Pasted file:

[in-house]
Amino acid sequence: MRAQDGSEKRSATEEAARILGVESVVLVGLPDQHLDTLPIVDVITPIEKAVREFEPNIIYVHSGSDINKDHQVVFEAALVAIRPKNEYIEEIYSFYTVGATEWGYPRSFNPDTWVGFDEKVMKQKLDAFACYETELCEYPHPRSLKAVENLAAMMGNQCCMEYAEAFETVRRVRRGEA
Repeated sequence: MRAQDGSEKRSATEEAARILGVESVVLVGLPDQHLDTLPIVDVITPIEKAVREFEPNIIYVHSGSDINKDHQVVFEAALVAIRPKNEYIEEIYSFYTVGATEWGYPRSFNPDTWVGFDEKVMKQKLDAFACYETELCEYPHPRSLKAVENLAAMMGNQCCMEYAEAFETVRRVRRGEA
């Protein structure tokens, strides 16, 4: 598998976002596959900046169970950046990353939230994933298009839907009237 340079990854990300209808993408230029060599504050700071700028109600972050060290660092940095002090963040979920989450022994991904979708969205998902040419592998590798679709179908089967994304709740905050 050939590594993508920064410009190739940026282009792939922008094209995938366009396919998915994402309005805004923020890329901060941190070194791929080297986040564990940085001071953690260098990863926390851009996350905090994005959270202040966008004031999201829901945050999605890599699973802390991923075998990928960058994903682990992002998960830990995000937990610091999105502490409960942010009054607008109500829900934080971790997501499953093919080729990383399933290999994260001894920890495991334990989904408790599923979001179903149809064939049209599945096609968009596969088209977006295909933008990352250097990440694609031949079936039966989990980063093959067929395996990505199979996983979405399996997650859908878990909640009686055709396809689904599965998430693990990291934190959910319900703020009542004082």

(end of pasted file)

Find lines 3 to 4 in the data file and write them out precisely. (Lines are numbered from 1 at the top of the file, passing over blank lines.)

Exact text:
Repeated sequence: MRAQDGSEKRSATEEAARILGVESVVLVGLPDQHLDTLPIVDVITPIEKAVREFEPNIIYVHSGSDINKDHQVVFEAALVAIRPKNEYIEEIYSFYTVGATEWGYPRSFNPDTWVGFDEKVMKQKLDAFACYETELCEYPHPRSLKAVENLAAMMGNQCCMEYAEAFETVRRVRRGEA
């Protein structure tokens, strides 16, 4: 598998976002596959900046169970950046990353939230994933298009839907009237 340079990854990300209808993408230029060599504050700071700028109600972050060290660092940095002090963040979920989450022994991904979708969205998902040419592998590798679709179908089967994304709740905050 050939590594993508920064410009190739940026282009792939922008094209995938366009396919998915994402309005805004923020890329901060941190070194791929080297986040564990940085001071953690260098990863926390851009996350905090994005959270202040966008004031999201829901945050999605890599699973802390991923075998990928960058994903682990992002998960830990995000937990610091999105502490409960942010009054607008109500829900934080971790997501499953093919080729990383399933290999994260001894920890495991334990989904408790599923979001179903149809064939049209599945096609968009596969088209977006295909933008990352250097990440694609031949079936039966989990980063093959067929395996990505199979996983979405399996997650859908878990909640009686055709396809689904599965998430693990990291934190959910319900703020009542004082």